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Vietnamese children need safer environment in cyberspace

Children often spend a lot of time learning, playing and exploring on the internet. Besides the undeniable benefits, unseen threats are also part of cyberspace.

On June 1, the Prime Minister signed Decree 830 approving the “Protect and Support Children to Safely and Creatively Interact with Cyberspace for the 2021-2025 Period” program. This program aims to equip children with self-defense skills, as well as build an ecosystem that helps them learn and explore the world in a safe and healthy manner, without the danger of inappropriate content on the internet.

VietNamNet spoke about the program during an interview with Mr. Pham Tat Thang, Deputy Head of the Central Committee for Mass Mobilization, Former Vice Chairman of the Committee for Culture, Education, Youth, Adolescents and Children of the National Assembly.


“Providing protection for children is one of our highest priority tasks," Thang said.


Legal framework

Q: According to a survey back in 2018, 66.1% of Vietnamese children had access to devices with Internet capability, 43.4% of which had an average screen time of 1 to 3 hours every day. There were 706,435 reports involving Vietnam in 2018 about images or videos of child molesting on the Internet, which was the second highest number in ASEAN. In your opinion, how important is providing protection for children in cyberspace?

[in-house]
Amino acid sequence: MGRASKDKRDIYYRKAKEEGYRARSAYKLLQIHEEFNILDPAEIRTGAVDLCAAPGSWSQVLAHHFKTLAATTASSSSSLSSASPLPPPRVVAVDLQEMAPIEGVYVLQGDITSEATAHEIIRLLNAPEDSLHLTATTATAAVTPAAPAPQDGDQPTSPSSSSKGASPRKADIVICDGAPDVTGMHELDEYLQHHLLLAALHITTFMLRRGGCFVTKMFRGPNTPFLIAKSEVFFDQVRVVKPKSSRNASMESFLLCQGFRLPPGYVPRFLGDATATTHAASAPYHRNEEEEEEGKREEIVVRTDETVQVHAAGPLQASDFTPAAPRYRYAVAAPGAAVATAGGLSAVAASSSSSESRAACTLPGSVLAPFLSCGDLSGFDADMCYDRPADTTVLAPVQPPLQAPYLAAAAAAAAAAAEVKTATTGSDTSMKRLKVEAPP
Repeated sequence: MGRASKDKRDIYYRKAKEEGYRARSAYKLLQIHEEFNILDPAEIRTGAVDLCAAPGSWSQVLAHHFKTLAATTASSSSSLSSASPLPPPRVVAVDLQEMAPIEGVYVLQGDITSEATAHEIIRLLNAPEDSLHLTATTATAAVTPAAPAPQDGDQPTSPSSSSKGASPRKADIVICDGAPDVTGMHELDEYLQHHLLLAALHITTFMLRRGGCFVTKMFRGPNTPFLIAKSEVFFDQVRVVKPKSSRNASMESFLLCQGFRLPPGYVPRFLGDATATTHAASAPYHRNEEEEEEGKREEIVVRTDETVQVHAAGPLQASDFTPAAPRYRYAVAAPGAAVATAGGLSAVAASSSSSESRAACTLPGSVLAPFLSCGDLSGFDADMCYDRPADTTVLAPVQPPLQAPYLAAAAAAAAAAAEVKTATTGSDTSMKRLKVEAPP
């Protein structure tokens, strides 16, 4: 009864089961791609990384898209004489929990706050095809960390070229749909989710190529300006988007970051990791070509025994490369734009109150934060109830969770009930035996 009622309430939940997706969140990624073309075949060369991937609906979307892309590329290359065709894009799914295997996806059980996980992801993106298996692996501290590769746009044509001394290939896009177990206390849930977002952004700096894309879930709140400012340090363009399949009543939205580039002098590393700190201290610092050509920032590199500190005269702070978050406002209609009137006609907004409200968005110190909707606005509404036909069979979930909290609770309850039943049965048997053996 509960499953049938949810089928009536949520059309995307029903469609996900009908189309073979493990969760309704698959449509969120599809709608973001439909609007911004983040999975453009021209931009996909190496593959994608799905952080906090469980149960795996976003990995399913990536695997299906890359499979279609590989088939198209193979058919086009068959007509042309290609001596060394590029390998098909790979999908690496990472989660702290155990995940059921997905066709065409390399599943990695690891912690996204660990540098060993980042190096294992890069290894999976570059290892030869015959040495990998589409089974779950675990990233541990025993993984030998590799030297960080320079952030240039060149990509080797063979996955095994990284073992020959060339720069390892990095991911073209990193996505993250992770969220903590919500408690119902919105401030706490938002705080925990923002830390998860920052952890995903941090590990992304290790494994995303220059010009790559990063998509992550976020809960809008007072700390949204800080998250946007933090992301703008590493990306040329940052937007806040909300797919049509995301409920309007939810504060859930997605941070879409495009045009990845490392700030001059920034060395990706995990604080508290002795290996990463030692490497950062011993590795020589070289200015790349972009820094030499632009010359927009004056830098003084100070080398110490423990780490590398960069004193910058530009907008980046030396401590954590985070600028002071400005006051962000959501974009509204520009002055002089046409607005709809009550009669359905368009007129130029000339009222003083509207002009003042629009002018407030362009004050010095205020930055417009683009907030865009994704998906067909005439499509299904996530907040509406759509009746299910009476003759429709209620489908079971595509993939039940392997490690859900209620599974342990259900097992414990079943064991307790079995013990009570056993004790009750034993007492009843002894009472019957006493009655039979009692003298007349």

Mr. Pham Tat Thang: Children are curious and quick to adapt. They especially like technology and many things surrounding it, which means they can spend hours and hours surfing the internet. That’s how they get exposed to all kinds of content, good and bad. Children are yet to develop a sense of what’s right or wrong to help themselves avoid bad influences. Some are even more curious about the bad things than the good things they see online. That is why protecting them on the Internet Is of utmost importance.

Q: What is your opinion about the current state of our system regarding the subject?

Mr. Pham Tat Thang: I don’t think we’re really doing what we want to do. This is a new subject matter, so new that even the legislation system is still a work in progress. Our legal framework is also lacking clear sanctions. The Internet is now a major part of our lives. We are still slow to detect and address the problems, and there are still illegal acts that we have yet to discover in time. This is a whole process and we are still on our way to finish that process.

Q: What are the shortcomings of our legal framework and what are the plans to improve it?

Mr. Pham Tat Thang: Currently we have the Children’s Law, Law on Cybersecurity, Civil Code, Criminal Law, etc., but the guidance documents for the implementation of these laws are still in development.

By principle, the Law will regulate the most general of matters. So, in order to bring those Laws to use, we need to finish with the guidance documents.